Murder In The First Review

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Inspired by a true story. A petty criminal sent to Alcatraz in the 1930s is caught attempting to make an escape…


Like most longstanding film genres, the prison movie has a number of rules that filmmakers ignore at their peril. The central protagonist, if not necessarily innocent, should at least be a decent sort. The prison itself must resemble Hell on earth. And if the governor can embody all that is rotten and sadistic in the world then so much the better.

It is a set of regulations that Murder In The First doesn't so much embrace as eat whole. Certainly, the film's central nice-guy incarcaree Henri Young (Bacon) doesn't deserve to be shipped off to Alcatraz for stealing a measly five bucks. Nor is the film lacking in demented governors, with no less a career-loony than Gary Oldman presiding over the dungeons. Furthermore, when Bacon is locked in solitary confinement for seven years, goes completely round the bend, then kills a fellow inmate, the scene in set for the kind of liberal/authoritarian showdown that used to be meat and drink for the likes of James Stewart or Gregory Peck.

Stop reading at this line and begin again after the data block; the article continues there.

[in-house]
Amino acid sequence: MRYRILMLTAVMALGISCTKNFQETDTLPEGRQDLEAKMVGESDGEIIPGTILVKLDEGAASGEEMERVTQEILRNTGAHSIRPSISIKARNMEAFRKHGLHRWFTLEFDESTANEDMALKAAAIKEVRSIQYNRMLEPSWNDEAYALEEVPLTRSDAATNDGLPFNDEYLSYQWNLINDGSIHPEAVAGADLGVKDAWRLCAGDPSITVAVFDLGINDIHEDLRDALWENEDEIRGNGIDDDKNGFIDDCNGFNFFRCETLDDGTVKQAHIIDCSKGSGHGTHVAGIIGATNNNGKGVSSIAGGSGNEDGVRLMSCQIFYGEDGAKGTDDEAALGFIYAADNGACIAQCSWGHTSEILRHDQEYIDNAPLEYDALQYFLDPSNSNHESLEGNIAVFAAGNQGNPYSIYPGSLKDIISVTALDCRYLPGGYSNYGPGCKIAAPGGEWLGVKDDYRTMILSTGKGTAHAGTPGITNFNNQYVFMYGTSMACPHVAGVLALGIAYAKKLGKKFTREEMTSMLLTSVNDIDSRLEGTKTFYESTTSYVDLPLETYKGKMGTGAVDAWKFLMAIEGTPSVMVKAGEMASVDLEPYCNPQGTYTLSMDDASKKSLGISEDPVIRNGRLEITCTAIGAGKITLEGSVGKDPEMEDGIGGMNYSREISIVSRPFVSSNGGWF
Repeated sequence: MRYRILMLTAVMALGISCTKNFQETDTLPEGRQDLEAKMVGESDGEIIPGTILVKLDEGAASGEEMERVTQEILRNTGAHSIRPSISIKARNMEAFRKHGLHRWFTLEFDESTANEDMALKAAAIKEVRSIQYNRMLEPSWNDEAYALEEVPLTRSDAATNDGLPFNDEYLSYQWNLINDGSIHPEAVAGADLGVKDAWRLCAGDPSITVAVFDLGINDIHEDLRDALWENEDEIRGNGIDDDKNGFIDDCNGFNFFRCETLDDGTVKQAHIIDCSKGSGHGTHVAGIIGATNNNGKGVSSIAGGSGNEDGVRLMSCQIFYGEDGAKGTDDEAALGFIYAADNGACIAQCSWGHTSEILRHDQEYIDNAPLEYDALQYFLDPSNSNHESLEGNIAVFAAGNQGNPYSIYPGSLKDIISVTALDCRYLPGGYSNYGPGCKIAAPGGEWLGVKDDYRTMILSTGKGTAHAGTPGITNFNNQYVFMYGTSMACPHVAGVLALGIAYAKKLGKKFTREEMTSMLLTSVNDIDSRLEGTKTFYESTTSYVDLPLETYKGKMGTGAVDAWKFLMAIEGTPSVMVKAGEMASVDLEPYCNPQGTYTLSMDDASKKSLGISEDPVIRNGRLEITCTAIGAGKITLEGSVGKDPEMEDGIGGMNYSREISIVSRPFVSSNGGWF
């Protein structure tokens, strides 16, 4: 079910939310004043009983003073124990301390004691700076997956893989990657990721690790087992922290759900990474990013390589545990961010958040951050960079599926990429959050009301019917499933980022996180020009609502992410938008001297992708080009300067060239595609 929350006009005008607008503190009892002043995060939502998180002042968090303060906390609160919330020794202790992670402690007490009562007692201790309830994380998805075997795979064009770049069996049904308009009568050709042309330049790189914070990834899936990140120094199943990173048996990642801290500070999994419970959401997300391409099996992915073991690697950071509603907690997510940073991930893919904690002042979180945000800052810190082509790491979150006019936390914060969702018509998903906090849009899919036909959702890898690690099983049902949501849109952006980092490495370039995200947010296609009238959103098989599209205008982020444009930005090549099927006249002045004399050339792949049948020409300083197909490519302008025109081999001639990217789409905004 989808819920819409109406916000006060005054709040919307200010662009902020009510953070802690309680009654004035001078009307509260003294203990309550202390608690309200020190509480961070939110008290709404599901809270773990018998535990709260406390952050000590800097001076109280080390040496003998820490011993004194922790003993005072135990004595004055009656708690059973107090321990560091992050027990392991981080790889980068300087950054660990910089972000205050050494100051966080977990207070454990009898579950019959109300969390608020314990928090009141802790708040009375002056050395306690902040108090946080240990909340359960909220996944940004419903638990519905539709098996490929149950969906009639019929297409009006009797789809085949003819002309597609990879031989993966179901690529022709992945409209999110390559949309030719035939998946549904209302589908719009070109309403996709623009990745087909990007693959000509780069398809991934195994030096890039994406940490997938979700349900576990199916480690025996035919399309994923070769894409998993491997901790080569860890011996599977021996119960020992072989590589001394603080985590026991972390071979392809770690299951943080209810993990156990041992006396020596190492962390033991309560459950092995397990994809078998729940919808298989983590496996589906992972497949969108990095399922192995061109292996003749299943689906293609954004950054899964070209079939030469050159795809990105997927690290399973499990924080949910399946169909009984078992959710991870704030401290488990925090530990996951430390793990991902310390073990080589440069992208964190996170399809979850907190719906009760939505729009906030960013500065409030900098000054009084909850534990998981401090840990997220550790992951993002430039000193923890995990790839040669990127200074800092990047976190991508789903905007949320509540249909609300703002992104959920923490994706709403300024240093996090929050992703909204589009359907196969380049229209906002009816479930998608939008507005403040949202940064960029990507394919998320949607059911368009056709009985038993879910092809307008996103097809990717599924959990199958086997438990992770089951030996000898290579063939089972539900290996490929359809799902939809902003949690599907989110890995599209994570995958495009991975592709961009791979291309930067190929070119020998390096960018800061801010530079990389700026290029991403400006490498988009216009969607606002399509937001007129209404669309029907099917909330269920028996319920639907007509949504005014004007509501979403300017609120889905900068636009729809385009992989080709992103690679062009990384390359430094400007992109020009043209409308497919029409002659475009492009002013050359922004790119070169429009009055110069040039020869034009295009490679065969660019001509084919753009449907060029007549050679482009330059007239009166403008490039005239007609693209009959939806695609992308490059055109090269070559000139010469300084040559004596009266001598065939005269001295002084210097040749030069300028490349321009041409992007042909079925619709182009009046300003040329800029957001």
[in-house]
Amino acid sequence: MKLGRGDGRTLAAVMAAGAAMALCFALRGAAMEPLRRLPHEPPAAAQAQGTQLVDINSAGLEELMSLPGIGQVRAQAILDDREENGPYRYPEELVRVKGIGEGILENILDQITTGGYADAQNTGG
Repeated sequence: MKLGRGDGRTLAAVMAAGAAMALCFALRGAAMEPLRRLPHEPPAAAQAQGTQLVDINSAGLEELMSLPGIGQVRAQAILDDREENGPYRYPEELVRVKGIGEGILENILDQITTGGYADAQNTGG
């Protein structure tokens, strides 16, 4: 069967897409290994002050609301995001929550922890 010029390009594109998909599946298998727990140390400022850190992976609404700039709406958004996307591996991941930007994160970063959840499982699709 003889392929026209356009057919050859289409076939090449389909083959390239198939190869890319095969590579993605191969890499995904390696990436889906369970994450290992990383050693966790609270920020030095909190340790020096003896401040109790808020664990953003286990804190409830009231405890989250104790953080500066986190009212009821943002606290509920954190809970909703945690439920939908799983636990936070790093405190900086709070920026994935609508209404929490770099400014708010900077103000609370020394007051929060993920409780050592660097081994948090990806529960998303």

Sadly, it doesn't get Jimmy or Greg. It gets Christian Slater. Now, given the right action/comedy material, Mr. Slater is just the ticket. But, cast as a crusading lawyer determined to both free Bacon and bring down Alcatraz, the actor isn't so much out of his depth as still trying to blow up the water wings.

Yet despite Slater's amateur dramatics and director Marc Rocco's ridiculously overcooked camerawork, the excellent work put in by Oldman and a charged Bacon give the film an undeniable core.

Out from the flotsam of prison movie cliches emerges a flawed but stirring movie. The fact that it's based on a true story, for once, makes quite a difference.